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Focus on Transport: The satisfaction of keeping those wheels turning


A Dublin Bus waits to collect passengers at Heuston station

A Dublin Bus waits to collect passengers at Heuston station

A Dublin Bus waits to collect passengers at Heuston station

If the Covid-19 pandemic has taught us anything, it is that certain basics in life are indispensable. Fancy restaurants? Weekends on the continent? Sport? All ultimately dispensable.

But without a bus or train service, society cannot function. Nurses, doctors, grocery shop assistants and other essential workers still need transport options in the face of crisis.

Last year’s Best Employer Survey, published when the most restrictive impacts of the pandemic were still a reality, placed state-owned transport operators Irish Rail and Dublin Bus in second and third spots overall, beaten only by Google. This year, both companies are in fifth and 12th respectively and joined at 64 by sister firm Bus Éireann.

All three companies, accounting for roughly 10,000 staff between them, have made big advances when it comes to the relationship between staff, management and trade unions. After a period when transport strikes always seemed a real threat, the tone of industrial relations at the former CIE companies seems less like trench warfare.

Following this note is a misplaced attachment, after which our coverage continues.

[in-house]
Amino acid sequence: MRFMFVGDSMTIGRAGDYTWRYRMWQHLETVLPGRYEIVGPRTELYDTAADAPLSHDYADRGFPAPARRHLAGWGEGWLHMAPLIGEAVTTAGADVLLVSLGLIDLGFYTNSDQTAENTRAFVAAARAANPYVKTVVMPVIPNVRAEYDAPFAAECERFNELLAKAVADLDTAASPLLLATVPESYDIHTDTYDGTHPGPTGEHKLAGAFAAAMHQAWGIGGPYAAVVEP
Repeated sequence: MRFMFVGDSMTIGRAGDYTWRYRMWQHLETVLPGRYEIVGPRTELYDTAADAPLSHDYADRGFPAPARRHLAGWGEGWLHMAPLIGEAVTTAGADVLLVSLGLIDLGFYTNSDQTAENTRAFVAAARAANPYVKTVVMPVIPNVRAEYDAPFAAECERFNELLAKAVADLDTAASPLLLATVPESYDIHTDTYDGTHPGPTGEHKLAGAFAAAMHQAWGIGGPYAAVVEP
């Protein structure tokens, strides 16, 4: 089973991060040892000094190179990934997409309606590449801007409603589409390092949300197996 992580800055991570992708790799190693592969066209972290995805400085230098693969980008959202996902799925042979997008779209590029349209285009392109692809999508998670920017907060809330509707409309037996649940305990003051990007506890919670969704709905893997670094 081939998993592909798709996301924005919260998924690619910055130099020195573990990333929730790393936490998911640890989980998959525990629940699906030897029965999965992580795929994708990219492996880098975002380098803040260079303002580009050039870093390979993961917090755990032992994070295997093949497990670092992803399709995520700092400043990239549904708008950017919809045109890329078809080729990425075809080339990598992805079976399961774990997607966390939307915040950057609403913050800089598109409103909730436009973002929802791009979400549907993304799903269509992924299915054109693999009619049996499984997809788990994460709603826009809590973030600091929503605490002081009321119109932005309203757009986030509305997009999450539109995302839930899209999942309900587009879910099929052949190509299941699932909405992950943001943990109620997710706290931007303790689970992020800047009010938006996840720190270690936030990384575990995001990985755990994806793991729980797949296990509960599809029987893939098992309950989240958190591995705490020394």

Dublin Bus in particular has worked hard to champion diversity, making it more reflective of the community it serves.

There is also a growing sense of purpose within public transport regarding climate change. New low-emission buses are a visible sign that finally, albeit too slowly, there are real responses happening. Slow progress around the electrification of the commuter rail network will also hopefully soon manifest itself on the ground. Lower fares in recent weeks are also a very visible signal that some politicians finally take public transport seriously.

A sense of optimism undoubtedly helps explain higher job satisfaction. And it is not just the state transport companies that have benefited from this renewed sense of purpose.

Look at An Post. It has come in at number 24 on the list, down from number eight in 2021. It is a company that has done a hugely successful job of reinventing itself under CEO David McRedmond.

What had felt like a company in a state of managed decline for a long time ever since email began to kill the letter has become a crucial part of the new world of online shopping. The postman became the main point of contact with the outside world for many people in recent times. An Post also has shown its caring side with its free Address Point service, which provides a fixed address to those without a fixed home.

The good vibes around logistics extend too into the private sector. DPD, Fedex and DHL have also scored strongly in this survey. Their visibility around the housing estates and rural lanes of Ireland has never been higher.

All of this optimism and sense of a real purpose within the transport and logistics sector has a very real impact for the companies themselves. At a time of huge staff shortages across many sectors, being able to offer a working environment that someone can feel good about is an invaluable way to keep attracting good people.

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